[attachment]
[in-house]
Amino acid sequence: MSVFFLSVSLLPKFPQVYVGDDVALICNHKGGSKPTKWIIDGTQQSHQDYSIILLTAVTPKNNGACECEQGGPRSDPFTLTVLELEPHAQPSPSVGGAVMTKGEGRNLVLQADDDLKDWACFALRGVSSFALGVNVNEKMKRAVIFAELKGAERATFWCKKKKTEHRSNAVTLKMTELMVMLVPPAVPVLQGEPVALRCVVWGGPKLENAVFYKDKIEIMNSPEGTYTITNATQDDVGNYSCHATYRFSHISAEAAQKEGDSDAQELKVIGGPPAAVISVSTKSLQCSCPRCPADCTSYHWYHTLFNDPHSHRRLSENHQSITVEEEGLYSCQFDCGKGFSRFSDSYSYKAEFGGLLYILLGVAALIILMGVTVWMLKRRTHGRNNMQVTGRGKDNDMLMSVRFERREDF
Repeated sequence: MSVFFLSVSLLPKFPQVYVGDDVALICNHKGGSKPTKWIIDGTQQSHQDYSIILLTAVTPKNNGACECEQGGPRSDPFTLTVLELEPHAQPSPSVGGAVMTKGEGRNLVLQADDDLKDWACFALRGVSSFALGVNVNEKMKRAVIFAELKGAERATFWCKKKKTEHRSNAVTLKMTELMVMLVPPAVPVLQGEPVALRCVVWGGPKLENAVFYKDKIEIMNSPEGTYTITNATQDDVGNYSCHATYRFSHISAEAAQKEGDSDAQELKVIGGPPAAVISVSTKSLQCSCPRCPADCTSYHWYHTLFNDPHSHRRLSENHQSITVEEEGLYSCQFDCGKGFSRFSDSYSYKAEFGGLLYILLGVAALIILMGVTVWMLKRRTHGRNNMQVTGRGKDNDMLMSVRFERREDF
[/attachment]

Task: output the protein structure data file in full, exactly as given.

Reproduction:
[in-house]
Amino acid sequence: MSVFFLSVSLLPKFPQVYVGDDVALICNHKGGSKPTKWIIDGTQQSHQDYSIILLTAVTPKNNGACECEQGGPRSDPFTLTVLELEPHAQPSPSVGGAVMTKGEGRNLVLQADDDLKDWACFALRGVSSFALGVNVNEKMKRAVIFAELKGAERATFWCKKKKTEHRSNAVTLKMTELMVMLVPPAVPVLQGEPVALRCVVWGGPKLENAVFYKDKIEIMNSPEGTYTITNATQDDVGNYSCHATYRFSHISAEAAQKEGDSDAQELKVIGGPPAAVISVSTKSLQCSCPRCPADCTSYHWYHTLFNDPHSHRRLSENHQSITVEEEGLYSCQFDCGKGFSRFSDSYSYKAEFGGLLYILLGVAALIILMGVTVWMLKRRTHGRNNMQVTGRGKDNDMLMSVRFERREDF
Repeated sequence: MSVFFLSVSLLPKFPQVYVGDDVALICNHKGGSKPTKWIIDGTQQSHQDYSIILLTAVTPKNNGACECEQGGPRSDPFTLTVLELEPHAQPSPSVGGAVMTKGEGRNLVLQADDDLKDWACFALRGVSSFALGVNVNEKMKRAVIFAELKGAERATFWCKKKKTEHRSNAVTLKMTELMVMLVPPAVPVLQGEPVALRCVVWGGPKLENAVFYKDKIEIMNSPEGTYTITNATQDDVGNYSCHATYRFSHISAEAAQKEGDSDAQELKVIGGPPAAVISVSTKSLQCSCPRCPADCTSYHWYHTLFNDPHSHRRLSENHQSITVEEEGLYSCQFDCGKGFSRFSDSYSYKAEFGGLLYILLGVAALIILMGVTVWMLKRRTHGRNNMQVTGRGKDNDMLMSVRFERREDF